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  • Writer's pictureSummit Bookkeeping

Bank Reconciliation: What Is It?

What Does It Mean to Reconcile a Bank Account?

Reconciling a bank account is the process of comparing your bookkeeping records to your bank statements to ensure that every transaction is accounted for and resolving any discrepancies or errors you come across. This is an extremely important task to ensure complete and accurate books.

Why Should I Reconcile My Bank Account?

There are many reasons why you should reconcile your bank account.

Reconciling can assist in finding fraudulent transactions. If you find that there’s a transaction on your bank account that isn’t recorded in your books, it’s time to do some investigating. It’s possible that someone is embezzling money from your account or that they tampered with a check you wrote and paid themselves more than what was agreed. While reconciling your accounts won’t stop fraud, it will help you catch it sooner.

There are also times when you may forget to record a transaction in your books, but when it shows on your statement, you’re given an extra reminder. If you use accrual basis accounting, reconciling can help you keep track of your accounts payable and accounts receivable.

It can also give a glimpse into how much cash your business has on hand and where it’s being spent. This helps you make better financial decisions for your company.

How do I Reconcile My Bank Account?

Before you start reconciling, it’s important that you have all your books up to date with your bank statement. If you use accounting software and online banking, you may be able to automatically import your statements into the software. This can save you a lot of time.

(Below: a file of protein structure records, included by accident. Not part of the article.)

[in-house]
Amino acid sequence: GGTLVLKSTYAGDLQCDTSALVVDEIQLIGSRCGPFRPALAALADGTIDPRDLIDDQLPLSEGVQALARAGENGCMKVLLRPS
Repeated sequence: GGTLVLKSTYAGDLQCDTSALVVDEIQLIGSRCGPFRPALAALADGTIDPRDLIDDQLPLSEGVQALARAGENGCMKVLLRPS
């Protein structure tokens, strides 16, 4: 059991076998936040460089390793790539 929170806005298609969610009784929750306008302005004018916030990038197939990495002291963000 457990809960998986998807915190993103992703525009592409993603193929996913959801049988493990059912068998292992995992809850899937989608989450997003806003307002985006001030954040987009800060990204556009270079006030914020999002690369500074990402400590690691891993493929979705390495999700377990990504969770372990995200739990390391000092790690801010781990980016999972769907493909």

After updating your books, you’ll want to compare them against your bank statement. Take note of any discrepancies you find so you can look into them further and adjust the bank statement and your books. Typically, they won’t balance when you start reconciling.

Here are some common reasons they may not balance:

  • Bank interest and fees which may include service charges, overdraft fees, late payment fees, and interest. 

  • Deposits in transit that have been recorded in your books but haven’t been processed by the bank.

  • Outstanding checks that you have written and recorded that haven’t been cashed or cleared.

  • Not sufficient fund (NFS) checks that were written and recorded but unable to be cashed.

If you find a transaction on one document, but not the other, you will need to record these differences and balance them. This can be done by making adjusting journal entries in your general ledger or on a separate document, known as a bank reconciliation statement.

How Often Should I Reconcile My Bank Account?

Reconciling your bank on a regular basis is important so that you can ensure accurate records and detect any errors or fraud early on. It may be a good idea to reconcile your account whenever you receive a bank statement. Typically, this will be mailed or emailed to you at the end of each month.

The frequency may also depend on your business and how many transactions you do. If your business has a large number of transactions in a day, such as retail and restaurants, you may want to reconcile your accounts more frequently.

Need help reconciling your books? We’ve got you covered! Contact us or give us a call at (360) 756-5020.


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